Thought experiment. Let’s say Simon Properties launched a new program that rewarded you with a free iPad for every $10,000 you spent in their stores.
So you go out of your way to buy most of your family’s needs at a Simon mall, bypassing many of your favorite shopping destinations like Costco, the factory outlets, and the internet. After 18 long months, you reach your goal and receive a coupon that can be exchanged for an iPad at any of the Simon Mall Apple stores.
Off you go to collect your bounty, but when you arrive, the Apple “specialist” tells you that the item is out of stock. You curiously scan the surrounding bustling retail landscape and see salespeople handing out hundreds of iPads to customers.
“What gives?” you ask. The specialist responds that only a certain amount of iPads can be dispensed to coupon owners each day, and today’s allotment has been filled. “But I paid for this coupon with thousands of dollars of my hard earned salary,” you say. “Why isn’t my money as good as the money those customers have?” The specialist just shrugs. So you ask if you should come back tomorrow, and the specialist tells you that tomorrow’s allotment has been exhausted as well. In fact, the entire allotment for the next 11 months has been consumed by way of a very long waiting list.
Frustrated, you ask about your options. You are told that you should come back every day because occasionally a scheduled coupon holder doesn’t show, and their reserved iPad will then be made available to the first coupon holder in line at the store. Alternately, however, you can receive an iPad today in exchange for 2 coupons. “But that’s bait and switch,” you say. “You just doubled the price.” The specialist refutes the allegation saying that it’s merely an optional customer convenience premium.
Reflecting further on this issue, you demand to know exactly how many iPads are made available on a daily basis for coupon holders. That particular piece of information, you are told, is unavailable. Really? Could it be just 1 or 2 out of the 200+ product inventory per store? Or maybe zero on certain high traffic days? Isn’t this like Nathan Lane and Mathew Broderick selling 300% of their company’s stock to disparate qualified investors? Another shrug. “I wouldn’t know, sir.”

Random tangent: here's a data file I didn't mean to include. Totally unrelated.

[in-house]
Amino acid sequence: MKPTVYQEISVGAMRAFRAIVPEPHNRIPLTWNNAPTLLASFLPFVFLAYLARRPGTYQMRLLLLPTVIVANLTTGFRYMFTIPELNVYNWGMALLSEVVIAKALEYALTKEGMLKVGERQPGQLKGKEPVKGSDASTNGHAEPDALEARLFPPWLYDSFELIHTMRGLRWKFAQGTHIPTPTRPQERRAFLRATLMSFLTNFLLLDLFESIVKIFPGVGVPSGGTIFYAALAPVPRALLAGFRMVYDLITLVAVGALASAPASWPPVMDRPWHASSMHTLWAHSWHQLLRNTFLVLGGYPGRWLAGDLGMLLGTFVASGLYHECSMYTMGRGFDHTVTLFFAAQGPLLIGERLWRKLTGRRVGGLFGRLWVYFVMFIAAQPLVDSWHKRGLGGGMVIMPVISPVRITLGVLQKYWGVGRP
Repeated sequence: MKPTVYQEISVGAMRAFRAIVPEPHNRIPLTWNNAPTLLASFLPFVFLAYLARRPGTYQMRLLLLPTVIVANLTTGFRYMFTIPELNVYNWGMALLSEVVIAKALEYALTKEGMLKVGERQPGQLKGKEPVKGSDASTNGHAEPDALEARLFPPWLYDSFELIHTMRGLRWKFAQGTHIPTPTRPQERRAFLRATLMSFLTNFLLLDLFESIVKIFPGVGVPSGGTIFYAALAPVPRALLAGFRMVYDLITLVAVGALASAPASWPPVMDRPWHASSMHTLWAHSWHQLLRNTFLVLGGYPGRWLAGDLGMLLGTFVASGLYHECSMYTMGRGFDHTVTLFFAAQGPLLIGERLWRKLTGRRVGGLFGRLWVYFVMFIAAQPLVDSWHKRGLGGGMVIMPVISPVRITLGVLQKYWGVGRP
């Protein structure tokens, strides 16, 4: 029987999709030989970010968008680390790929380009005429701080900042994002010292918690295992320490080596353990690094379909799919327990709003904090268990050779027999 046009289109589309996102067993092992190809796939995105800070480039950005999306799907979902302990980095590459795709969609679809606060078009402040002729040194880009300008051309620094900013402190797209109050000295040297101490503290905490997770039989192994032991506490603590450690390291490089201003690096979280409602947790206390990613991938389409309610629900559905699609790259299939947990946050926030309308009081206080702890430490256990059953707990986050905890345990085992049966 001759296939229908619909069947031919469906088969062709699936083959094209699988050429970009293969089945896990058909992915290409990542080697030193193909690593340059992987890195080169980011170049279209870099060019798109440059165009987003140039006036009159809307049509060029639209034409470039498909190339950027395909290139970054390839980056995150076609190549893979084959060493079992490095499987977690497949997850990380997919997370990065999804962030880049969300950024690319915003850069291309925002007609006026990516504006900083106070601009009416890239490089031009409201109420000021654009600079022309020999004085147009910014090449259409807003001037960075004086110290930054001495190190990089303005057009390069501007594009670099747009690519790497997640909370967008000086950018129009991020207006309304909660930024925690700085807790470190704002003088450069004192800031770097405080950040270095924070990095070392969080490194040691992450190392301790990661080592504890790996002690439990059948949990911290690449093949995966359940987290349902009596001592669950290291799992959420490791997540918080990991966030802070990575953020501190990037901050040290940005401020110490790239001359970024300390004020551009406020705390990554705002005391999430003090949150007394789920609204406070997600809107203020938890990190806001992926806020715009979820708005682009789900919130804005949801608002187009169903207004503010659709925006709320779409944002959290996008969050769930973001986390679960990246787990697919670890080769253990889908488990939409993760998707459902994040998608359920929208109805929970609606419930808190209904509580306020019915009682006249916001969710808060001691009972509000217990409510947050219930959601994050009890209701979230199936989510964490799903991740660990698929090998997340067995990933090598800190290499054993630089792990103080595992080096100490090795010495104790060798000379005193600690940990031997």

I used Apple as an example here because they have legendary customer service and sell killer products that are coveted by most people. I would argue that the above scenario, irrespective of the specific company or service promoting it, is not an ethical practice, and would further question its legality. And I would be most interested to hear a counter argument from anyone except those folks representing the businesses profiting from such a program. My guess is, it would be a one-sided debate.
If you agree, perhaps it’s time to examine your frequent flyer program and then call your state senator. Unfortunately, the “miles” scheme is only the tip of the iceberg. One could easily argue that the airlines have earned the collective wrath of multiple government agencies, including the FAA, FTC and Congress for abusing their oligopoly power and exploiting a worldwide recession and energy emergency.
They have quickly manipulated their market with the polished skill of Wall Street bankers and OPEC Ministers by strategically limiting supply (canceling flights), devaluing loyalty miles currency, and adding insidious charges for everything from fuel tax and carry-on luggage to seat selection, blankets and peanuts. Most of us believe in free markets, but air travel has become as much of a necessity as are utilities; hence the airlines’ status as a regulated industry.
One would think it’s high time to evaluate the regulators. And beyond the necessity, wouldn’t it be nice to be able to use your frequent flyer miles to book a flight at the advertised reward level that departs before 2 am and has less than 3 connections, one of which is through Guam? They say you get what you pay for.
Unfortunately, we all paid for the promise, but were sold vapor.